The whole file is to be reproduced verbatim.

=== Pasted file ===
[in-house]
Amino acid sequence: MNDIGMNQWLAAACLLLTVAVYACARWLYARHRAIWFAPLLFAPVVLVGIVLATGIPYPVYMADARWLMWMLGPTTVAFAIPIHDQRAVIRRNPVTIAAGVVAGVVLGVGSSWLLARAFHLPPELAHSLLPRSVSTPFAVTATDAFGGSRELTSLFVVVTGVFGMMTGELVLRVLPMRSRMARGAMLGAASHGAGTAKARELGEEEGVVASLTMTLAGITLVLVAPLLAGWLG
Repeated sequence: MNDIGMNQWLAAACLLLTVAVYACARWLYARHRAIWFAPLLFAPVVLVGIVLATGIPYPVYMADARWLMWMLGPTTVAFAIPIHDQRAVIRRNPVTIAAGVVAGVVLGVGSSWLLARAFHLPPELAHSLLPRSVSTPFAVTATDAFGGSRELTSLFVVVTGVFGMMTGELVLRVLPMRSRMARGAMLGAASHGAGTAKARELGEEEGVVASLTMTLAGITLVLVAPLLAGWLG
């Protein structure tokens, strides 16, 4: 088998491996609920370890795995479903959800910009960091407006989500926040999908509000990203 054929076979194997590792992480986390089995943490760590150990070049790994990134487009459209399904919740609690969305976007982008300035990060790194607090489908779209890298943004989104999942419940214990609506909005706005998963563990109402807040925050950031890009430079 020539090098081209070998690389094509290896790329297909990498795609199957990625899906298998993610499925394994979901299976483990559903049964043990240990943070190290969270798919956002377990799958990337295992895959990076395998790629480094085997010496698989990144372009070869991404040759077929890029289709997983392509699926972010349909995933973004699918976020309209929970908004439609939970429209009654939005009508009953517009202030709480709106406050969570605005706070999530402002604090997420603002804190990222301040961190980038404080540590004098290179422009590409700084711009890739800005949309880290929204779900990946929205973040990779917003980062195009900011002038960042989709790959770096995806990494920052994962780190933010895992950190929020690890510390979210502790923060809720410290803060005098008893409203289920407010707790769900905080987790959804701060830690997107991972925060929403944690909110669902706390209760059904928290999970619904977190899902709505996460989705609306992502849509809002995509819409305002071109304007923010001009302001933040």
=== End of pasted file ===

[in-house]
Amino acid sequence: MNDIGMNQWLAAACLLLTVAVYACARWLYARHRAIWFAPLLFAPVVLVGIVLATGIPYPVYMADARWLMWMLGPTTVAFAIPIHDQRAVIRRNPVTIAAGVVAGVVLGVGSSWLLARAFHLPPELAHSLLPRSVSTPFAVTATDAFGGSRELTSLFVVVTGVFGMMTGELVLRVLPMRSRMARGAMLGAASHGAGTAKARELGEEEGVVASLTMTLAGITLVLVAPLLAGWLG
Repeated sequence: MNDIGMNQWLAAACLLLTVAVYACARWLYARHRAIWFAPLLFAPVVLVGIVLATGIPYPVYMADARWLMWMLGPTTVAFAIPIHDQRAVIRRNPVTIAAGVVAGVVLGVGSSWLLARAFHLPPELAHSLLPRSVSTPFAVTATDAFGGSRELTSLFVVVTGVFGMMTGELVLRVLPMRSRMARGAMLGAASHGAGTAKARELGEEEGVVASLTMTLAGITLVLVAPLLAGWLG
């Protein structure tokens, strides 16, 4: 088998491996609920370890795995479903959800910009960091407006989500926040999908509000990203 054929076979194997590792992480986390089995943490760590150990070049790994990134487009459209399904919740609690969305976007982008300035990060790194607090489908779209890298943004989104999942419940214990609506909005706005998963563990109402807040925050950031890009430079 020539090098081209070998690389094509290896790329297909990498795609199957990625899906298998993610499925394994979901299976483990559903049964043990240990943070190290969270798919956002377990799958990337295992895959990076395998790629480094085997010496698989990144372009070869991404040759077929890029289709997983392509699926972010349909995933973004699918976020309209929970908004439609939970429209009654939005009508009953517009202030709480709106406050969570605005706070999530402002604090997420603002804190990222301040961190980038404080540590004098290179422009590409700084711009890739800005949309880290929204779900990946929205973040990779917003980062195009900011002038960042989709790959770096995806990494920052994962780190933010895992950190929020690890510390979210502790923060809720410290803060005098008893409203289920407010707790769900905080987790959804701060830690997107991972925060929403944690909110669902706390209760059904928290999970619904977190899902709505996460989705609306992502849509809002995509819409305002071109304007923010001009302001933040």